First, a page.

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HMRC introduce status determination statements

HMRC introduce Status Determination Statements

Status Determination Statements (SDS) have been introduced by HMRC as part of the IR35 process that end clients will adopt from April 2020. The draft off-payroll legislation specified that an SDS must be carried out for each separate engagement and must also contain the client’s rationale for making their decision on the contractor’s employment status.

The SDS has met with a mixed response from IR35 advisors. Generally, the statements are thought to be a better option than the previous ‘conclusion’ statement used in the public sector. In theory, they should provide a more adequate explanation of the status determination from the outset. However, critics say that an SDS only offers the same capacity for vagueness, while also creating additional work and complications.

The SDS triggers the additional responsibilities for the client to relay it down the supply chain to the PSC or agency and deal with any appeal made by the client within 45 days. Although in theory the SDS will increase transparently around the assessment process and prevent so called ‘blanket decisions’, there’s considerable doubt that it will achieve this in practice.

HMRC offer no guidance on how much detail the SDS must go into, and there’s little to prevent the client adopting a ‘copy and paste’ approach. The client ‘complies’ simply by providing the decision with accompanying reasons. Although they are required to review the SDS if a contractor disagrees with it, the legislation does not go on to say what happens if the worker is still not satisfied, so the decision is then further postponed by another 45 days.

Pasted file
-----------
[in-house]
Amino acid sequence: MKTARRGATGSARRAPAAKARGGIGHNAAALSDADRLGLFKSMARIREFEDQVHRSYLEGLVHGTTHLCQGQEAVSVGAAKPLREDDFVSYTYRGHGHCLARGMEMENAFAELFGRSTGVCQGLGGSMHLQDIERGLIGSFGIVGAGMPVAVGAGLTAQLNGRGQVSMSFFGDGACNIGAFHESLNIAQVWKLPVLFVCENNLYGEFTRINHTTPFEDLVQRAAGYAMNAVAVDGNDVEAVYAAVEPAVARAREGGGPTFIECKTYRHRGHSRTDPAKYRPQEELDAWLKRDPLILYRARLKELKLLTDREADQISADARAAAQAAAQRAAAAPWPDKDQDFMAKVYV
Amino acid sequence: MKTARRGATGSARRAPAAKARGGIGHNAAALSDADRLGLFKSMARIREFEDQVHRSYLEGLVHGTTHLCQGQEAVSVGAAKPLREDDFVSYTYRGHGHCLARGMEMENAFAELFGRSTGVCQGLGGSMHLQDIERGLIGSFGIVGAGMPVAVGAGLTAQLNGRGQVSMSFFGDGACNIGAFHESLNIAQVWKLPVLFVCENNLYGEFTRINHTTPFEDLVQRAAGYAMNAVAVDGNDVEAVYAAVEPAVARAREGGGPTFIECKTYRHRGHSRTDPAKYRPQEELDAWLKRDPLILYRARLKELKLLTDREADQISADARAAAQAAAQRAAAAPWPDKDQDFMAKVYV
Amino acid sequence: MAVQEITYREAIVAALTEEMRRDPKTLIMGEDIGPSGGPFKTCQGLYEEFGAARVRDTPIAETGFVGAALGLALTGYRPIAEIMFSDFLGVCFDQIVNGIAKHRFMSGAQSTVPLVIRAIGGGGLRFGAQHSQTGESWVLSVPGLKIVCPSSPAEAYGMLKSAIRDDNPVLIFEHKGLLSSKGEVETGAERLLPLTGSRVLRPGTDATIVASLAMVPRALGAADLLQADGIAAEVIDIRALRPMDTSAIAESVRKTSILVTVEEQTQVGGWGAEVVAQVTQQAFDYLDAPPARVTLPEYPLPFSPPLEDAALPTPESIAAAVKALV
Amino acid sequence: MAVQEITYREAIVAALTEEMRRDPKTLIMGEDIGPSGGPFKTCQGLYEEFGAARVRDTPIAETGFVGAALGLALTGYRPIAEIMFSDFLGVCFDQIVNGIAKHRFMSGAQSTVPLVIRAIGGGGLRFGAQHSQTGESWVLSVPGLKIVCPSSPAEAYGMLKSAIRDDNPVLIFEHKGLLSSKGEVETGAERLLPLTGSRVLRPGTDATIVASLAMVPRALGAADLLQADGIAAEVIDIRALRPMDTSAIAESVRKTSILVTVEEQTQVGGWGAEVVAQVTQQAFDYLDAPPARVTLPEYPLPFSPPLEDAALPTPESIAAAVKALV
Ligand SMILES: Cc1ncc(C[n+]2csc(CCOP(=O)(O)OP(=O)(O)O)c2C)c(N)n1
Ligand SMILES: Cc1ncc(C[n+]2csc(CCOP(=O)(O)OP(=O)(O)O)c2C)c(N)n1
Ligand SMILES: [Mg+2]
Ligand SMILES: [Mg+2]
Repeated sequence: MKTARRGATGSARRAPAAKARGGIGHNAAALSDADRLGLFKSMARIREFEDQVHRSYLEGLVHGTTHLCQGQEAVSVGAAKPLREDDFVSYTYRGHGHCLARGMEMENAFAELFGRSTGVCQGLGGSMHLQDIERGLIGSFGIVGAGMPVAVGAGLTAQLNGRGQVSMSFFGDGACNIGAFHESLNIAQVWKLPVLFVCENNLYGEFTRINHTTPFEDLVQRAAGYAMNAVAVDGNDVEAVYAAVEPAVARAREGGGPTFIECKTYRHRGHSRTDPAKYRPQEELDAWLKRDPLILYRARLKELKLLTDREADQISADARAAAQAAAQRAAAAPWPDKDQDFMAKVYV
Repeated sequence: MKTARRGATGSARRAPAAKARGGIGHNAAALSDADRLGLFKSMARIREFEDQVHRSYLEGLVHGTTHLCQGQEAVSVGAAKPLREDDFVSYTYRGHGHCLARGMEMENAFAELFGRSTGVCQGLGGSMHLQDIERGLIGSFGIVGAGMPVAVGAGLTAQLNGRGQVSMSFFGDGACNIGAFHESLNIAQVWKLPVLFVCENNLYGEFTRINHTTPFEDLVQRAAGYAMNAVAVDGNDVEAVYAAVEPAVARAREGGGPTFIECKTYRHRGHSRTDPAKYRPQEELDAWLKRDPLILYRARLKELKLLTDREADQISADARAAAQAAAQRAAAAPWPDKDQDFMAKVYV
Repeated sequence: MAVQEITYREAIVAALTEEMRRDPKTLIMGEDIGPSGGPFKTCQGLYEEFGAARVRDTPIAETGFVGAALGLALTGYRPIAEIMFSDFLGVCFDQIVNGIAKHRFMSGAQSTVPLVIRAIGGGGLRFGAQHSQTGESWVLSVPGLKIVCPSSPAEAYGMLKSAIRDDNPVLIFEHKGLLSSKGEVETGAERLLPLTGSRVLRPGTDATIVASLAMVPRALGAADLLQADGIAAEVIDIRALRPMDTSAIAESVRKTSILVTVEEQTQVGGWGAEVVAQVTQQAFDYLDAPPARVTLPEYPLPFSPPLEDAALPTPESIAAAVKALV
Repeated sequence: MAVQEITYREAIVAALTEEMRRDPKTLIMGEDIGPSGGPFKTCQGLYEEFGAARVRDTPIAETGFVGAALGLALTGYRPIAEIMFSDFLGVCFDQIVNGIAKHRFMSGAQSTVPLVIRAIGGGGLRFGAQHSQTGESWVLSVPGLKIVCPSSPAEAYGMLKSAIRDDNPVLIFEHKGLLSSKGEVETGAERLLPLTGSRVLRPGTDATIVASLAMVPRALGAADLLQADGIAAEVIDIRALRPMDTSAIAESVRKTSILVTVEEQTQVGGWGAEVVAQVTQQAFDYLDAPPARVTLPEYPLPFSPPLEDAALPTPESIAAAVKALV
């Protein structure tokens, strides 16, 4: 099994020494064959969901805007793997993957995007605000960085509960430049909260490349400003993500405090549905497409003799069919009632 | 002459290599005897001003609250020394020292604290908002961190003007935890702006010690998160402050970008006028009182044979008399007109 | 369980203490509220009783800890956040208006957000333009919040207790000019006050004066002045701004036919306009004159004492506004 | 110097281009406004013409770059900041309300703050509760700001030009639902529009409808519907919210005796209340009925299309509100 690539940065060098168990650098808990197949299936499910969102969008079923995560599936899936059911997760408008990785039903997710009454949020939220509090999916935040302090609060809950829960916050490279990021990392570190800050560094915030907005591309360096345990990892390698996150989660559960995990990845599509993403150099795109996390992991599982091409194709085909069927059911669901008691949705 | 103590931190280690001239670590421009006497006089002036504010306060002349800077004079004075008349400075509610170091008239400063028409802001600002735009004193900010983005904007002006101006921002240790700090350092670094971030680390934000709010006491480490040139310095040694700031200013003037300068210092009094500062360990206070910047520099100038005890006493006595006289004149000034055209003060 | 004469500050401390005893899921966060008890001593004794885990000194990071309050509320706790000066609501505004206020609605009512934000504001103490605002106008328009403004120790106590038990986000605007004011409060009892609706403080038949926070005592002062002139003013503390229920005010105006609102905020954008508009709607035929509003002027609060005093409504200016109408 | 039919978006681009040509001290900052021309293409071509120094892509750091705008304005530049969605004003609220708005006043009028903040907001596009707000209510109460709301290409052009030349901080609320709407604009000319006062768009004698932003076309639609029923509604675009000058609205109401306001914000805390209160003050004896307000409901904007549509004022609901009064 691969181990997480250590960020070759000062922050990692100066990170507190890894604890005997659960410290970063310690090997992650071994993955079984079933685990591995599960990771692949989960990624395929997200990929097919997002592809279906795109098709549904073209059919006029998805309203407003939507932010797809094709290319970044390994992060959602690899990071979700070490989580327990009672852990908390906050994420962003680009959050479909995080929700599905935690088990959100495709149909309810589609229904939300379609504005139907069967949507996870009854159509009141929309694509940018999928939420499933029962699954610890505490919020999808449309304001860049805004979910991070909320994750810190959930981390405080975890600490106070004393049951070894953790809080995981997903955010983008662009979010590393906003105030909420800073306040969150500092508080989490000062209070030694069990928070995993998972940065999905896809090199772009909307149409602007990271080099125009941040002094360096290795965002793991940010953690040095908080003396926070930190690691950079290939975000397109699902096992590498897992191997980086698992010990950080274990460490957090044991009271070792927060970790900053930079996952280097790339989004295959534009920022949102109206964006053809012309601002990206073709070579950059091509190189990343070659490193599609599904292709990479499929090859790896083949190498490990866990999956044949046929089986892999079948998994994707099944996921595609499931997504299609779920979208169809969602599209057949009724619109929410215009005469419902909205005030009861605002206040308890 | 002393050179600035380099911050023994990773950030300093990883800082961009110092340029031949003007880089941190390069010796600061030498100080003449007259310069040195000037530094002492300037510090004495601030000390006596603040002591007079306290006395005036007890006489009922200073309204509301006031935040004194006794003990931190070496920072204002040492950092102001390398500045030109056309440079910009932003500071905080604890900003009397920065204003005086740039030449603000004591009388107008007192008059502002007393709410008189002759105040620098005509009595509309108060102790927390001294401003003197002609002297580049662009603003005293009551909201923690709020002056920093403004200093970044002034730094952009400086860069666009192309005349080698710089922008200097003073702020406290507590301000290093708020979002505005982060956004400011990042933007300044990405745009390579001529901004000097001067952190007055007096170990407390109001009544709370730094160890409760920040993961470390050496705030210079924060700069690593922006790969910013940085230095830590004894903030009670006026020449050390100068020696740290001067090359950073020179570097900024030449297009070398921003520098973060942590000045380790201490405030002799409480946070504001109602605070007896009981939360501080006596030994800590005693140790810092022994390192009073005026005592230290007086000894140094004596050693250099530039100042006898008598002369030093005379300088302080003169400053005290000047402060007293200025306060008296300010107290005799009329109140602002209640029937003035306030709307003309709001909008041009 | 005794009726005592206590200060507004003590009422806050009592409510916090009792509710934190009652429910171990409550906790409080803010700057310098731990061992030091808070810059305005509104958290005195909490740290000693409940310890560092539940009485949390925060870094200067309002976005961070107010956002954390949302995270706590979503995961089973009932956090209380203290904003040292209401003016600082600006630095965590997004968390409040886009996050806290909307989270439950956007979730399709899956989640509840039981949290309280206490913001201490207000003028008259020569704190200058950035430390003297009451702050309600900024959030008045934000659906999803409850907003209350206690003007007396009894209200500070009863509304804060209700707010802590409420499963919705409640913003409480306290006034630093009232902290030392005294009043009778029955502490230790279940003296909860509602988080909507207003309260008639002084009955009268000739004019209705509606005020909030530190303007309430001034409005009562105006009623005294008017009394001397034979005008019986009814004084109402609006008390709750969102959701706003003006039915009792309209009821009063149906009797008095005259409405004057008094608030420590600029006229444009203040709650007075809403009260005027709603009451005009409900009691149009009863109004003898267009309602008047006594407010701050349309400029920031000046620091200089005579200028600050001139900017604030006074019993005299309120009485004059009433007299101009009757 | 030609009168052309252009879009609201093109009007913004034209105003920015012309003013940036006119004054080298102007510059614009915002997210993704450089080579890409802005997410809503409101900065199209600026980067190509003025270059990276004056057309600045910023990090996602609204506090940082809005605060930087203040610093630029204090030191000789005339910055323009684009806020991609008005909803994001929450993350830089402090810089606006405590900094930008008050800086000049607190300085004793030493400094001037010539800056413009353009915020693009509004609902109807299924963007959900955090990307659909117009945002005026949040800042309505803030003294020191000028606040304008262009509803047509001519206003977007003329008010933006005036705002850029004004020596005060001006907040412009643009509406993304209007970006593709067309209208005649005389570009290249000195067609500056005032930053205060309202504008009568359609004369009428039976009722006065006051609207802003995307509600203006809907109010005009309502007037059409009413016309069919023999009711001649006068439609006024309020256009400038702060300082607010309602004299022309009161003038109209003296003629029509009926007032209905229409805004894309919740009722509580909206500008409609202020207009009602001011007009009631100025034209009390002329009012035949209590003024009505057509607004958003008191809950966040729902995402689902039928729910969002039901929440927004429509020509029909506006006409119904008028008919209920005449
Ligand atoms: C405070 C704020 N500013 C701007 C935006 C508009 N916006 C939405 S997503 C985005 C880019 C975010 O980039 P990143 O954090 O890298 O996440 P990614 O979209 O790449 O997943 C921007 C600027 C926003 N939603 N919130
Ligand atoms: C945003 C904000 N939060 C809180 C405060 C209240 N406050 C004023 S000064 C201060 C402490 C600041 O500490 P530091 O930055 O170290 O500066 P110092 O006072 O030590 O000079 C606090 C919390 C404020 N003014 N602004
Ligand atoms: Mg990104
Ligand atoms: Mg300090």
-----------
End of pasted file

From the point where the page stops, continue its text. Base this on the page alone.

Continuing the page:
This could end up with a lengthy deferral process as part of a disputes procedure that is not clearly enough defined. HMRC’s reluctance to step in at any stage and arbitrate will inevitably create an administrative burden for the client with the likelihood of delays to assignments as businesses struggle to interpret the legislation.

Until the status determination is made and passed to the agency, the end client will stand in the position of fee-payer, meaning that they will be responsible for ensuring the correct tax and NI deductions are made with associated liability. This is likely to instigate another kind of blanket decision where clients avoid using any affected company contractor so that they don’t have to apply the rules in the first place.

Contractors should inform themselves on reforms to the off-payroll rules that will apply in both the public and private sectors from April 2020. For an overview, read our guide here.

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